Caitlin: I did live-tweet a funeral. He was 96! It was the kind of funeral nobody was surprised by. What else am I gonna do at a church? Looking at my cell phone and tweeting was probably one of the more respectful things I could have chosen to do.
Corey: Do you market yourself, and do you think you’ve become a better marketer as you’ve done it?
Caitlin: Nobody’s ever heard of me, and, yes, I market myself. That’s a learning curve. I walked into my stand-up comedy career thinking I was gonna be the ace marketing promo girl—and, boy, was I wrong! It’s a lot of work. There’s a lot on your plate, and marketing and production and promotion are three people’s jobs that every comedian has to do on their own. It would be so much fun to just go up and do stand-up, but the legwork it takes to get there, the marketing especially, is tough. I try.
Corey: You’ve been doing this for five years now. Do you feel like you have to work just as hard to promote yourself to get bigger and better shows?
Caitlin: I think I got more serious about it about two years ago. I started to really believe. Kind of chasing the dream has been a lot of fun, but I really started to believe in it. Once I did, better opportunities started coming. I think that happens to everybody at the right time. I think comedians really struggle with looking left and right and seeing where their peers are and being anxious about that. I think you should let that drive you, but to a point, this will only happen to you when you’re ready.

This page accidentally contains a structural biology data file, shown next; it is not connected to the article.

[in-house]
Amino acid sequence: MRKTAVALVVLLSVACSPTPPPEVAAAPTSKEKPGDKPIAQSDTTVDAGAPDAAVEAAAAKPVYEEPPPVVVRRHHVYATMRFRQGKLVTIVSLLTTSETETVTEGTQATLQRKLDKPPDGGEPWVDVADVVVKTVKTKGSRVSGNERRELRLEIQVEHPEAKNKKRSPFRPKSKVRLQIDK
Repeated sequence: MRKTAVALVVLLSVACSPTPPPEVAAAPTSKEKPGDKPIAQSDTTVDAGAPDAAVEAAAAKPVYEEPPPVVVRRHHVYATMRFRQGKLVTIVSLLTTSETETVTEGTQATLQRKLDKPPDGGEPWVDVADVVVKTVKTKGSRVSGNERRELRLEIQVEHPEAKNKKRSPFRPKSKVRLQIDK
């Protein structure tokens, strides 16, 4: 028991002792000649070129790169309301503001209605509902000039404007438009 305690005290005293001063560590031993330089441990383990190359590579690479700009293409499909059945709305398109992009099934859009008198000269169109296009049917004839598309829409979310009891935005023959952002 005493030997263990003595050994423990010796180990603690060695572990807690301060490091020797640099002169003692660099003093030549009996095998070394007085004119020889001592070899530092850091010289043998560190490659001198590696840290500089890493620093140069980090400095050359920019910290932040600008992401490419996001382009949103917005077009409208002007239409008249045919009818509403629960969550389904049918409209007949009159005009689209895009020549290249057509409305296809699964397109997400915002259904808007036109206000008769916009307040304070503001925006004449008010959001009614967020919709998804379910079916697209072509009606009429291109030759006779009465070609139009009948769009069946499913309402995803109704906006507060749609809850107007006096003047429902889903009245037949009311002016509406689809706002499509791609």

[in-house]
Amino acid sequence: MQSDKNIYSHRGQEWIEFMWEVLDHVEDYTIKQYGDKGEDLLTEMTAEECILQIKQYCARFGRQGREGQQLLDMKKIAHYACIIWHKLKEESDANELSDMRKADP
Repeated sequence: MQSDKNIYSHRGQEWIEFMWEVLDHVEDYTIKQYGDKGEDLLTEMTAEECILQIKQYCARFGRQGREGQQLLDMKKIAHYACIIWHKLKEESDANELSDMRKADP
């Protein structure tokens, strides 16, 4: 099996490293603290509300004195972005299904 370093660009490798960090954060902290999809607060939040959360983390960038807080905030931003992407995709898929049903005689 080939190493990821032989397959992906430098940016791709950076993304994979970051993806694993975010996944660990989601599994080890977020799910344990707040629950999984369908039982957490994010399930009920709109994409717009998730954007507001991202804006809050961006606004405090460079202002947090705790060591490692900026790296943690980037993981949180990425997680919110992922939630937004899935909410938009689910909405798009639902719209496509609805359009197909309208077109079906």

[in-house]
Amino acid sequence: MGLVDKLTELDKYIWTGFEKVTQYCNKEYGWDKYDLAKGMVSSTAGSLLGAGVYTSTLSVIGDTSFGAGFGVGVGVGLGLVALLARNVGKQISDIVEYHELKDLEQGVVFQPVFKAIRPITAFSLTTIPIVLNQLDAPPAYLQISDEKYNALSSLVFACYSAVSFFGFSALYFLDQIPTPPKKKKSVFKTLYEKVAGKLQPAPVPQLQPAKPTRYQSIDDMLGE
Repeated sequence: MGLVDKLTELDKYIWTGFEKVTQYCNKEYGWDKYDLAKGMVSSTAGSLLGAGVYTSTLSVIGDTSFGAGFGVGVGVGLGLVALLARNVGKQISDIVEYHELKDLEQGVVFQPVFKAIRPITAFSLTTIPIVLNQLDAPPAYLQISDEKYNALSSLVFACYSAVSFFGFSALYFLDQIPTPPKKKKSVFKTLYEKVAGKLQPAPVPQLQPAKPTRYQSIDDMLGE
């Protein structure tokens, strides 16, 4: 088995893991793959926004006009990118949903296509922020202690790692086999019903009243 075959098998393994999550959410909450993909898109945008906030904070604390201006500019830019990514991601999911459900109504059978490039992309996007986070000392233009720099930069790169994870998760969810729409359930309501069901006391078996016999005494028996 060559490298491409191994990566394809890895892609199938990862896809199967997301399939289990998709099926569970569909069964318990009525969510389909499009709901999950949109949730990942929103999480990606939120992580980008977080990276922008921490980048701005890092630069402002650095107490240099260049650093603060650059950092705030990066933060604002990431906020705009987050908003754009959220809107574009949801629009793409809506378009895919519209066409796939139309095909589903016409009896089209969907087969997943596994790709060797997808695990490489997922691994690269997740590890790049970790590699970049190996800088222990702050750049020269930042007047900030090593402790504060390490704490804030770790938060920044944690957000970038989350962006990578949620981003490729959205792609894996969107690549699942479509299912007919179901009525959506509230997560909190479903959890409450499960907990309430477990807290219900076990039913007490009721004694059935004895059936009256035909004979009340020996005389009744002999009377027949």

Corey: How would you describe the SF scene? Would you say there’s a lot of camaraderie between the comics?
Caitlin: Yes. I’m so impressed by the talent here. I think it really pushes everybody here to be funnier. You start to take it more seriously. This is who you are and what you do, and part of that is the caliber of the talent. When you’re on the same bill over and over with people you really admire, the more you say, ‘Really, me, too?’ ‘Yeah, you too!’ I think the talent that surrounds you is a huge asset for a comic. We’re sort of where nobody’s watching. San Francisco ships out its best to New York and L.A., and they just shine because they’ve been in this beautiful laboratory for years that people don’t necessarily come to first. It’s the best place to get professional stage time in front of intelligent and engaged audiences where it’s safe to experiment. If it goes wrong, you didn’t put yourself at risk. I hear from people who work a lot more in Los Angeles especially, but New York as well, everything’s an audition.
Corey: Has it become a challenge of performing as much as you do, or is it routine?
Caitlin: I try to leave a normal time to sleep, maybe two hours a night. I don’t even think about it being a challenge, I guess.
For more on Caitlin Gill and where you can see her, check out CaitlinGill.com and on Twitter she is @CaitlinIsTall.
Corey Andrew has been interviewing comedians and writing about comedy for the last decade and a half. In 2011, he published the book, “Laugh Lines: Conversations with Comedians.” Corey was a writer and performer with Midwest sketch troupe, The NonProphets, before moving to the Bay Area with his family a few years ago. If you have ideas for future columns about comedy, you can send them to firstname.lastname@example.org or follow him at twitter.com/coreywrites.